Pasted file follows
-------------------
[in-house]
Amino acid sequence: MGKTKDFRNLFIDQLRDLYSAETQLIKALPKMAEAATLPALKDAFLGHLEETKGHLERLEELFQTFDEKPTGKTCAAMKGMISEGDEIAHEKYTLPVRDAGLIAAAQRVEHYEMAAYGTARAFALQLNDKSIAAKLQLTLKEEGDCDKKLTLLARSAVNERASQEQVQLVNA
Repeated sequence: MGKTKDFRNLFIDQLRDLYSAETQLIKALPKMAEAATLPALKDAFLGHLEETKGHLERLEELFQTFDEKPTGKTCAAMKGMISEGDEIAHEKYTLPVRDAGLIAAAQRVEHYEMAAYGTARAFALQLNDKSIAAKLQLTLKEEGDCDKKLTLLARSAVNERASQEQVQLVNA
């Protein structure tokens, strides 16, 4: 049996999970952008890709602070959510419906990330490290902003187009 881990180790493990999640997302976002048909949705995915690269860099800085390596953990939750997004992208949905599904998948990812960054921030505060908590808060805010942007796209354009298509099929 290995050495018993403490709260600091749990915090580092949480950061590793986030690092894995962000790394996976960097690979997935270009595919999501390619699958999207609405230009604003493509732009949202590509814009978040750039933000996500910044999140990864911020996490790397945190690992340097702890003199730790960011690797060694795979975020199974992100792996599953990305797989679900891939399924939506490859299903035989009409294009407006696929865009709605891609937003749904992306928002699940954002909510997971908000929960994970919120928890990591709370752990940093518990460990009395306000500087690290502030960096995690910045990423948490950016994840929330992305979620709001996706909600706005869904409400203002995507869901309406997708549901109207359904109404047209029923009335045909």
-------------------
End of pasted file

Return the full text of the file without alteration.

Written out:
[in-house]
Amino acid sequence: MGKTKDFRNLFIDQLRDLYSAETQLIKALPKMAEAATLPALKDAFLGHLEETKGHLERLEELFQTFDEKPTGKTCAAMKGMISEGDEIAHEKYTLPVRDAGLIAAAQRVEHYEMAAYGTARAFALQLNDKSIAAKLQLTLKEEGDCDKKLTLLARSAVNERASQEQVQLVNA
Repeated sequence: MGKTKDFRNLFIDQLRDLYSAETQLIKALPKMAEAATLPALKDAFLGHLEETKGHLERLEELFQTFDEKPTGKTCAAMKGMISEGDEIAHEKYTLPVRDAGLIAAAQRVEHYEMAAYGTARAFALQLNDKSIAAKLQLTLKEEGDCDKKLTLLARSAVNERASQEQVQLVNA
């Protein structure tokens, strides 16, 4: 049996999970952008890709602070959510419906990330490290902003187009 881990180790493990999640997302976002048909949705995915690269860099800085390596953990939750997004992208949905599904998948990812960054921030505060908590808060805010942007796209354009298509099929 290995050495018993403490709260600091749990915090580092949480950061590793986030690092894995962000790394996976960097690979997935270009595919999501390619699958999207609405230009604003493509732009949202590509814009978040750039933000996500910044999140990864911020996490790397945190690992340097702890003199730790960011690797060694795979975020199974992100792996599953990305797989679900891939399924939506490859299903035989009409294009407006696929865009709605891609937003749904992306928002699940954002909510997971908000929960994970919120928890990591709370752990940093518990460990009395306000500087690290502030960096995690910045990423948490950016994840929330992305979620709001996706909600706005869904409400203002995507869901309406997708549901109207359904109404047209029923009335045909």